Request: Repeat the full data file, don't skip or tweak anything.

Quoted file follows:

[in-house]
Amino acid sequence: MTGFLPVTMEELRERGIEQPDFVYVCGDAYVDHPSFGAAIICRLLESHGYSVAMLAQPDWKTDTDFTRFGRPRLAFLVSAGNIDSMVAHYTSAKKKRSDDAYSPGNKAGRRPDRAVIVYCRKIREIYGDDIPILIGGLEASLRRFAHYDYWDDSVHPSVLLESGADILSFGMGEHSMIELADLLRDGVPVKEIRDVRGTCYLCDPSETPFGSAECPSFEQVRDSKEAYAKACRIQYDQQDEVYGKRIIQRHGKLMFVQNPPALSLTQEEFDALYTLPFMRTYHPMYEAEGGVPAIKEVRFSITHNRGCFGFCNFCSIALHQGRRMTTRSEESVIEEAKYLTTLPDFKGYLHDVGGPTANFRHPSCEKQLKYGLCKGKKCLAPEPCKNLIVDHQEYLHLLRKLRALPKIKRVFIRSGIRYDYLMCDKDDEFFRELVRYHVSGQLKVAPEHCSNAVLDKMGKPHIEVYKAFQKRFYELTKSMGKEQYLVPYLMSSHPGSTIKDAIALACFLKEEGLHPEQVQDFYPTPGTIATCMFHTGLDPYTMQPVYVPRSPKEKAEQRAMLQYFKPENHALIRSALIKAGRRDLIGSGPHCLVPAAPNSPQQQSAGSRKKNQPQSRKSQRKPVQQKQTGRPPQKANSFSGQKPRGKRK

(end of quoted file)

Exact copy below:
[in-house]
Amino acid sequence: MTGFLPVTMEELRERGIEQPDFVYVCGDAYVDHPSFGAAIICRLLESHGYSVAMLAQPDWKTDTDFTRFGRPRLAFLVSAGNIDSMVAHYTSAKKKRSDDAYSPGNKAGRRPDRAVIVYCRKIREIYGDDIPILIGGLEASLRRFAHYDYWDDSVHPSVLLESGADILSFGMGEHSMIELADLLRDGVPVKEIRDVRGTCYLCDPSETPFGSAECPSFEQVRDSKEAYAKACRIQYDQQDEVYGKRIIQRHGKLMFVQNPPALSLTQEEFDALYTLPFMRTYHPMYEAEGGVPAIKEVRFSITHNRGCFGFCNFCSIALHQGRRMTTRSEESVIEEAKYLTTLPDFKGYLHDVGGPTANFRHPSCEKQLKYGLCKGKKCLAPEPCKNLIVDHQEYLHLLRKLRALPKIKRVFIRSGIRYDYLMCDKDDEFFRELVRYHVSGQLKVAPEHCSNAVLDKMGKPHIEVYKAFQKRFYELTKSMGKEQYLVPYLMSSHPGSTIKDAIALACFLKEEGLHPEQVQDFYPTPGTIATCMFHTGLDPYTMQPVYVPRSPKEKAEQRAMLQYFKPENHALIRSALIKAGRRDLIGSGPHCLVPAAPNSPQQQSAGSRKKNQPQSRKSQRKPVQQKQTGRPPQKANSFSGQKPRGKRK